The main idea is that current economic and political system built as combination of market economy based on self-interest (which is BAD) and government coercion (which is not very good, but at least not based on self-interest). This structure should be substituted by selfless cooperation because it is natural for humans – idea promoted originally by Rousseau and Kropotkin. The way to raise Penguin (selfless cooperative society) is to apply contemporary psychological research to modification of human behavior through number of “levers”:
• Framing, Fit, and Authenticity;
• Looking beyond ourselves:
• Empathy and Solidarity;
• Constructing Moral Systems: Fairness, Morality, and Social Norms;
• Reward and Punishment;
• Reputation, Transparency, and Reciprocity;
• Building for Diversity.
CHAPTER 1: The Penguin vs. the Leviathan
This is all about contest between Penguin that represent human empathy and cooperation and Leviathan, which contrary to it usual designator for government (per Hobbs), here represents selfish interest. Actually Leviathan here is paired with Invisible Hand of Adam Smith: both are promoters of selfishness, while Penguin is all about empathy and cooperation with roots in writing of Rousseau, Kropotkin, and Hume’s moral sentiments.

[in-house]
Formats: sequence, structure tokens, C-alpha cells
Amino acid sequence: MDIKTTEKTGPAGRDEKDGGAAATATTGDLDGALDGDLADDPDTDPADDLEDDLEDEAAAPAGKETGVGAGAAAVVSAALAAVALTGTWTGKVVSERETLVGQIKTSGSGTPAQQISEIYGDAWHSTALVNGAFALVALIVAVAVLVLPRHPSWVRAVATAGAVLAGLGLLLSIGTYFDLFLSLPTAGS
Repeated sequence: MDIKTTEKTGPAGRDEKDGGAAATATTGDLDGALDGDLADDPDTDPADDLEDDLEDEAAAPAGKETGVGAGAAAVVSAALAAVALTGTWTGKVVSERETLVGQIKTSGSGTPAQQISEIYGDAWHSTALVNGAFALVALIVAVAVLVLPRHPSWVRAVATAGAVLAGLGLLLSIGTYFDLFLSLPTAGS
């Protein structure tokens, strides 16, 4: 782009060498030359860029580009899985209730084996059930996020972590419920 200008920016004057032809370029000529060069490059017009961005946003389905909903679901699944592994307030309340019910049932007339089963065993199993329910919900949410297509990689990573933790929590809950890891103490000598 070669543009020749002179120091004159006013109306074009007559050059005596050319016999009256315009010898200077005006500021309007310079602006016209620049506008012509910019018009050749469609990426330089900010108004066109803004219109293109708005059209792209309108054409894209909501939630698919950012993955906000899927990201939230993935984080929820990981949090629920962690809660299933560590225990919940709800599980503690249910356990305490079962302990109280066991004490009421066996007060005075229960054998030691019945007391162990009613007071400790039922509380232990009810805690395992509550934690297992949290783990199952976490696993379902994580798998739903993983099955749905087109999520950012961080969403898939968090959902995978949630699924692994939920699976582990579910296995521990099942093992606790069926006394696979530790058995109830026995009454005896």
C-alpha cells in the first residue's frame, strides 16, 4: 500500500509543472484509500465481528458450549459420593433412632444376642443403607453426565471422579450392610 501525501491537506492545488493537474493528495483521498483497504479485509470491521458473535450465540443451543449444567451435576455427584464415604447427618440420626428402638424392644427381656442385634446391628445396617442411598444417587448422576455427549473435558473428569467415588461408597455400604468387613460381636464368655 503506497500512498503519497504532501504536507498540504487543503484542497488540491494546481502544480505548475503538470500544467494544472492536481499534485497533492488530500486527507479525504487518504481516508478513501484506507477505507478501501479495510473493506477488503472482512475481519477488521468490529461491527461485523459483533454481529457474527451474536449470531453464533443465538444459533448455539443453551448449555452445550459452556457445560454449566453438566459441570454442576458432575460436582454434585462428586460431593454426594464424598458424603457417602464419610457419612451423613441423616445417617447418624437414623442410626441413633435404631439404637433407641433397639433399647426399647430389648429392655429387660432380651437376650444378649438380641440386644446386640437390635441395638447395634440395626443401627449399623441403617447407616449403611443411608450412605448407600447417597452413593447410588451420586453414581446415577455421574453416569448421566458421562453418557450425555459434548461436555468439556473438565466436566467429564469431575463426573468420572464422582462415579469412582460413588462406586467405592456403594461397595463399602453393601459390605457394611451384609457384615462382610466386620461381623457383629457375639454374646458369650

Cycles of Leviathan and Invisible hand
Here history is viewed as cyclical process when big government takes turns with Invincible Hand of market in domination of society with less then satisfactory results. Author sees an alternative in cooperation without compensation as it occurred in multiple Internet based development such as open software code, Wikipedia, and such. The motivation comes from common sense of purpose.
Why has myth of self-interest persisted?
1. It is Partially truth, but mostly idea of self-interest is wrong.
2. History – selfishness is just a very old idea.
3. Simplicity – simple people love simple explanations to complex world.
4. Habit – people are socialized into believe in selfishness and competition.
However author knows the way out – we just need to overcome incorrect assumption of self-interest and move to the better world of selfless cooperation that we all striving to achieve.
Because we are in the middle of great disruption in all areas of live: business, ideology, technology, and everything else. Especially important is Internet that produces successful examples of “social production” when people do great things without being paid.
CHAPTER 2: Nature vs. Culture: The Evolution of Human Cooperation
Author presents “Nature” side of polemic as Social Darwinism with strong surviving at expense of the weak. This follows by presentation of E.Q. Wilson’s Sociobiology as neo social Darwinism in contest with “Culture” side presented by ideas of Franz Boas, Steven Gould, and Richard Lewontin.
What is the “Selfish Gene”?